At first glance, The Civil Wars (songwriters Joy Williams and John Paul White) have a familiar backstory: they teamed in Nashville circa 2008, got some buzz for their 2009 EP Poison & Wine and then received a ton of attention when that EP’s title track was featured on an episode of Grey’s Anatomy. But there’s much more depth and range to the neo-Americana duo than is suggested by that tale of canny cross-marketing, which is why The Civil Wars are VH1’s latest You Oughta Know artist.
Thousands of aspiring songwriters have flocked to Nashville to pursue their dreams, and you’d be forgiven for presuming the same backstory of Williams and White. And they did first meet at a “writing camp” working, with over a dozen others, on singles for a country artist.
But Williams and White aren’t your typical Music Row songwriters, not by a long shot. Williams is a transplant from Northern California who has enjoyed modest success in the other Nashville, as both an artist and a songwriter in the much poppier “Christian contemporary” genre. White, meanwhile, is a commuter from two hours south in Muscle Shoals, Alabama, and had achieved practically no success as a for-hire country songwriter when the two met in 2008, though he’d played and recorded as a singer-songwriter (including a set at 2007’s Bonnaroo).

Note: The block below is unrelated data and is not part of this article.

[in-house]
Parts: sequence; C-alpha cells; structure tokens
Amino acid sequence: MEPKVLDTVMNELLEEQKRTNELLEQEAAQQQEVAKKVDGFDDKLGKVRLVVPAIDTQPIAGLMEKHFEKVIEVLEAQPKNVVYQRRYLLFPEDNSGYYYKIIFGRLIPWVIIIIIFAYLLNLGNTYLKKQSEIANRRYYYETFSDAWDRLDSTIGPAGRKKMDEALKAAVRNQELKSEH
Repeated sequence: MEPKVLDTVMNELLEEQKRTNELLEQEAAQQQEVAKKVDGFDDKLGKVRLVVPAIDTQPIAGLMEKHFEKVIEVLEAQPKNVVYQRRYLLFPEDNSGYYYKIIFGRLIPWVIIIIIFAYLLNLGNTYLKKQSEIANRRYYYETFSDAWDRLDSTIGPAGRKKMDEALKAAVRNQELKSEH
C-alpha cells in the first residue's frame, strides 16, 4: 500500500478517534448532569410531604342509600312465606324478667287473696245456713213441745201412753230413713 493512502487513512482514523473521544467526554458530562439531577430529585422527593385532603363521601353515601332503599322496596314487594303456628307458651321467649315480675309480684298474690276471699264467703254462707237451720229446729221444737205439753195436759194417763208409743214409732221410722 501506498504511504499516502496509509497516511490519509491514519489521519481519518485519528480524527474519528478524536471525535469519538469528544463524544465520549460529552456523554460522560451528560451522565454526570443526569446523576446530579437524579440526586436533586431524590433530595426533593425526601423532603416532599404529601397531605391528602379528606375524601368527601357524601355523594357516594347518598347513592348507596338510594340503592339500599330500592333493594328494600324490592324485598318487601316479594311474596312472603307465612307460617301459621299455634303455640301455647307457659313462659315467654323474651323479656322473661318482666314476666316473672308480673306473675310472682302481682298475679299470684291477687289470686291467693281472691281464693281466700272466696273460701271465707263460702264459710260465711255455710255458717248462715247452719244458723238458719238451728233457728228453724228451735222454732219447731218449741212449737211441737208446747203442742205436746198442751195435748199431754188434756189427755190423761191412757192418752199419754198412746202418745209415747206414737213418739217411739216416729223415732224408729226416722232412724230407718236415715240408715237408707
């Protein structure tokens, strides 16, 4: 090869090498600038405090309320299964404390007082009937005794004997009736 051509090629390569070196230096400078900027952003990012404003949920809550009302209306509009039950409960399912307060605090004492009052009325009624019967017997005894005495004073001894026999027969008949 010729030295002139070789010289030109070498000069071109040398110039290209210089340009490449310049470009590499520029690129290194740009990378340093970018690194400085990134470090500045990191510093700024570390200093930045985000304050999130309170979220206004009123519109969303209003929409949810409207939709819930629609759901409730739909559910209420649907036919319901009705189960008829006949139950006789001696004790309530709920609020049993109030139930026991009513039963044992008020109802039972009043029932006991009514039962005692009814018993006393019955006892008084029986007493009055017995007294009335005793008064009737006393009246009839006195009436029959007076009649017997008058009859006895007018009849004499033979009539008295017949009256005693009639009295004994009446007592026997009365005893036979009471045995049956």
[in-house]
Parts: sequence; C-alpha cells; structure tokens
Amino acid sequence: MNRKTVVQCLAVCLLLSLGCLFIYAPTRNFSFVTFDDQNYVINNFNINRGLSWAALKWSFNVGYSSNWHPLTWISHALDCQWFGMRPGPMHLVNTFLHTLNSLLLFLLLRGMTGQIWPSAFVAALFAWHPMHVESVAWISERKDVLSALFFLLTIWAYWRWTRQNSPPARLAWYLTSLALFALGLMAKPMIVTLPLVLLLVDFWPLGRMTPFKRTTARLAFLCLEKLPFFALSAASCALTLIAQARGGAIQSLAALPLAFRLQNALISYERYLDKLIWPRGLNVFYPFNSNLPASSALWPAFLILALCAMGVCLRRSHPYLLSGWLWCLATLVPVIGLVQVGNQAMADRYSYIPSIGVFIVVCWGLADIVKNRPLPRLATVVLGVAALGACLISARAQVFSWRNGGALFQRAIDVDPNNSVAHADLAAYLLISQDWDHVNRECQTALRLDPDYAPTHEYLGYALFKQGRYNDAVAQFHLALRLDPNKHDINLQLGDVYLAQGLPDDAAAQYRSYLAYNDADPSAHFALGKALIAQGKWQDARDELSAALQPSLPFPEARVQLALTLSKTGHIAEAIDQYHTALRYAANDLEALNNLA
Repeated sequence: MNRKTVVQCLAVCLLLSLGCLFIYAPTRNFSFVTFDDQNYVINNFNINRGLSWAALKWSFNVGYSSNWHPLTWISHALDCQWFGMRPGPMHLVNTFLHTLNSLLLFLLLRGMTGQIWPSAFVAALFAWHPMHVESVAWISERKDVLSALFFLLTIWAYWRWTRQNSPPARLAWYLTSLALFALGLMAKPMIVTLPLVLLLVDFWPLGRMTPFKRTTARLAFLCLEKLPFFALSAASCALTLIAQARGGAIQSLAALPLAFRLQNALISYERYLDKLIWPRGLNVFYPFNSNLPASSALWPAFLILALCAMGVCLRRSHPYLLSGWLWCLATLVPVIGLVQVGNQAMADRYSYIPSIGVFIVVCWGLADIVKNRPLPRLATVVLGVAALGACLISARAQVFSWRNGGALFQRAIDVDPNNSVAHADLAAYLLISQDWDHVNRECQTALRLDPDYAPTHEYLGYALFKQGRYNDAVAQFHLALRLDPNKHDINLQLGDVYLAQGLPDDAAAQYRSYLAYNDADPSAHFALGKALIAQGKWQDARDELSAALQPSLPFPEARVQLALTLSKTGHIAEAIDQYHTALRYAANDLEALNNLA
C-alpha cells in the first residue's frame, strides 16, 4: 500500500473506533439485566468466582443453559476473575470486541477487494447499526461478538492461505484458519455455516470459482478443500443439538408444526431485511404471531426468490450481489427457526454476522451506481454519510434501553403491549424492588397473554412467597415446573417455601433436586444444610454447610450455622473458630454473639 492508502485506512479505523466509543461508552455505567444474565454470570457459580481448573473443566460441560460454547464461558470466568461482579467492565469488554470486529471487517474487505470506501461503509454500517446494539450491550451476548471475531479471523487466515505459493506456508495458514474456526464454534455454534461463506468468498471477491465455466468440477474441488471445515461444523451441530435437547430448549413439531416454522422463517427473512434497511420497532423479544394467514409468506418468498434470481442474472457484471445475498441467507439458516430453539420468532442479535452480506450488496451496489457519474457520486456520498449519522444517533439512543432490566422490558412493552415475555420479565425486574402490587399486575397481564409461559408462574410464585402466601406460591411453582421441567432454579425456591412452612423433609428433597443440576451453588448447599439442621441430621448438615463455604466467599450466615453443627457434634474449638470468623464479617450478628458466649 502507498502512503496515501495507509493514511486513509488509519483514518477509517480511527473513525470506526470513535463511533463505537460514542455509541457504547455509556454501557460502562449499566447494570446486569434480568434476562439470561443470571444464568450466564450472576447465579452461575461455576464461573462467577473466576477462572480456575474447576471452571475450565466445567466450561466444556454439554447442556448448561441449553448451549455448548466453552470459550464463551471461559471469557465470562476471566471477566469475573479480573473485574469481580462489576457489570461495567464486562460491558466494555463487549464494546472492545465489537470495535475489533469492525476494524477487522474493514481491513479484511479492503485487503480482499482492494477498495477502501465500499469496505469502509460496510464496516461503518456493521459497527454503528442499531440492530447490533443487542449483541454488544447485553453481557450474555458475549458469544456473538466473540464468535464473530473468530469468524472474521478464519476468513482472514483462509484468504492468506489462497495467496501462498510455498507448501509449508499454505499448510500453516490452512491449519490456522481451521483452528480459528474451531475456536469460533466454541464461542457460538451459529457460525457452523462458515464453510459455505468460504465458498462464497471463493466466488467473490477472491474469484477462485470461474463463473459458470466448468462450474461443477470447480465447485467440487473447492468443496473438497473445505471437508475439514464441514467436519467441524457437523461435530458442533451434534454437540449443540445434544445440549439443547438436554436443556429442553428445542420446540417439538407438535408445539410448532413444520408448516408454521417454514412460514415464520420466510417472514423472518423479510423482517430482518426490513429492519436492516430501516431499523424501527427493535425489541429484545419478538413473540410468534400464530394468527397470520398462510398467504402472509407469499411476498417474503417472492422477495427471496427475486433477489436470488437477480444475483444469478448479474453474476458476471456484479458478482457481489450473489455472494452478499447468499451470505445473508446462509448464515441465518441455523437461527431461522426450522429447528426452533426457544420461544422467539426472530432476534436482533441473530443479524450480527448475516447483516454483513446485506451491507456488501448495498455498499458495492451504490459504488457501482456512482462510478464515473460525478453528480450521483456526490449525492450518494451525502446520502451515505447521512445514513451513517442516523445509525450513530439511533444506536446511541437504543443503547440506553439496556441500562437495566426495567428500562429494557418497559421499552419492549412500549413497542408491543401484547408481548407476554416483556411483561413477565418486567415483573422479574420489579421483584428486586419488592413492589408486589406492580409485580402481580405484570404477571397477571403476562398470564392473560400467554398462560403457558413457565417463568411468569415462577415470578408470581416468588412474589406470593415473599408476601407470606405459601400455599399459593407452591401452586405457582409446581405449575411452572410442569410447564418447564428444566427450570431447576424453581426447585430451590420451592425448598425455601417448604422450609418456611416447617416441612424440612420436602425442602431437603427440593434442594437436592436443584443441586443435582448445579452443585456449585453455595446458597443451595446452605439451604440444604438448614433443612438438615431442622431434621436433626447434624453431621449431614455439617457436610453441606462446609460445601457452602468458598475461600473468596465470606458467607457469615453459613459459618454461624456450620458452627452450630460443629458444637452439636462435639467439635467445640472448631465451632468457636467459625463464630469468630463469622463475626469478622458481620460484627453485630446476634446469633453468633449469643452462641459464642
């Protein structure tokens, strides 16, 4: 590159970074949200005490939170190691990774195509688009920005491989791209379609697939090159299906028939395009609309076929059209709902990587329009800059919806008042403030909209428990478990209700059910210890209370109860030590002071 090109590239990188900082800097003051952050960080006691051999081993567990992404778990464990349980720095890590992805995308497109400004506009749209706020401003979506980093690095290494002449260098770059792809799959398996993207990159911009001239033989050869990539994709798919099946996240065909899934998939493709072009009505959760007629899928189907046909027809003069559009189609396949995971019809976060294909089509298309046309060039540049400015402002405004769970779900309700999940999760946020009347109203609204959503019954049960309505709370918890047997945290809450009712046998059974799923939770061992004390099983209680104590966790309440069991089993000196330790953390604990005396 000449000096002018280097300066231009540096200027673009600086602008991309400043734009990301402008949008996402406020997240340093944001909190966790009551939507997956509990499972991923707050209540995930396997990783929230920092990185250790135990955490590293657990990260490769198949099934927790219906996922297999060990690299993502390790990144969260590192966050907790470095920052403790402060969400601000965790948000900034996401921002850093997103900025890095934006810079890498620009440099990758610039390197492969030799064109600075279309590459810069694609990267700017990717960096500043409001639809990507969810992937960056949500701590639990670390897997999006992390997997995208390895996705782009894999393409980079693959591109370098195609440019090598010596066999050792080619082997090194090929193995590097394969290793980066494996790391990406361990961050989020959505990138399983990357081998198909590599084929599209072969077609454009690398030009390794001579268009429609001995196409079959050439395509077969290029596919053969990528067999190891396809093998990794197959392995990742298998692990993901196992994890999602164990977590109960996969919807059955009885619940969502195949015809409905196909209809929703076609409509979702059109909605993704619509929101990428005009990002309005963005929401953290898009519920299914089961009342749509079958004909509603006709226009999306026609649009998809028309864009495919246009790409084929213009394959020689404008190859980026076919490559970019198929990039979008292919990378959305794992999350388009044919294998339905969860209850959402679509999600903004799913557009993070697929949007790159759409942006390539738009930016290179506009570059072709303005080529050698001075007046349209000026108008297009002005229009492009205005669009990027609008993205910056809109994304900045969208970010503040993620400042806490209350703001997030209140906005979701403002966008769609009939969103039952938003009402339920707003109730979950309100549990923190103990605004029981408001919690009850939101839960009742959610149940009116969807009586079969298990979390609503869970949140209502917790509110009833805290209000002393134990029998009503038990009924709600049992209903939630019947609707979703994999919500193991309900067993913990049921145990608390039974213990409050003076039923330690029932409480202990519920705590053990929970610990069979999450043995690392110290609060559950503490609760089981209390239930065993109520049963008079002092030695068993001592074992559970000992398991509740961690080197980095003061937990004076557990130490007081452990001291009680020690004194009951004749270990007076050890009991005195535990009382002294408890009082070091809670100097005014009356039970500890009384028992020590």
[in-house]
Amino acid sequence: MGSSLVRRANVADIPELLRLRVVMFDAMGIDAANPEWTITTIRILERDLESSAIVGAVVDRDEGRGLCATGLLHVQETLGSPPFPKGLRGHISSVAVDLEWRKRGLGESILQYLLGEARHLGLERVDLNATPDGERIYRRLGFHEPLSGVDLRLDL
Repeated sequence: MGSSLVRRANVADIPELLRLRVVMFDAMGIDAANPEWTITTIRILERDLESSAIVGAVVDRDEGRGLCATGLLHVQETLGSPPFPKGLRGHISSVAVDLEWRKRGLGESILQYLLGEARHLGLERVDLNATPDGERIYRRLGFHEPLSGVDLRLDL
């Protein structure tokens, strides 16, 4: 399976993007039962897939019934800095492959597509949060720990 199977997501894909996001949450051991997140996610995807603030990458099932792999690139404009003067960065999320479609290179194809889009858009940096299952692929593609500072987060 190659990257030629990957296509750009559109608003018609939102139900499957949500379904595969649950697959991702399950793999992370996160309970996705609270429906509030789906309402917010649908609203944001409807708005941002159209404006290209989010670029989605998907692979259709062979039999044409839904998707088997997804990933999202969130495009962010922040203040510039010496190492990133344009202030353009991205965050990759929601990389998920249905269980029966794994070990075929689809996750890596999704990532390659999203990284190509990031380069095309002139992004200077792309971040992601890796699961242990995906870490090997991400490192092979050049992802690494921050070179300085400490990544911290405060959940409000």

But when they collaborated on that job, they realized they shared a songwriting sensibility, rooted in their histories, successes and failures in the industry. And while that style didn’t suit the work at the camp, it certainly presented a plethora of possibility, which, as The Civil Wars, they bring to fruition, as on the titular single of their new LP Barton Hollow:
As songwriters for hire, Williams and White have a knack for “not in love” love songs (which works fine for them since they’re not in love with each other; both are married to other people). At the same time, they perform with an ear for the melancholic sincerity that Americana implies, without adhering too strictly to its compositional “rules” (this is pop, after all). And they temper their aspirations of melodic simplicity (they refuse to recruit band members and tour their songs on guitar and piano only) with songwriters’ ears for instrumental touches, like the cello on “The Violet Hour.”
So it’s no surprise that soon after forming, the band’s star has been steadily on the rise. After self-releasing a soundboard recording of their second-ever live show, The Civil Wars recorded their 2009 EP, which earned them a plethora of fans, including not only the music supervisors on Grey’s Anatomy, who licensed the entirety of “Poison & Wine” for climactic montage music, but also Taylor Swift, herself a country artist with a pop sensibility.
The band’s tour in support of Barton Hollow, released just this February, hits the Midwest this month (including two sold out dates at Schuba’s in Chicago), and then the West Coast in June.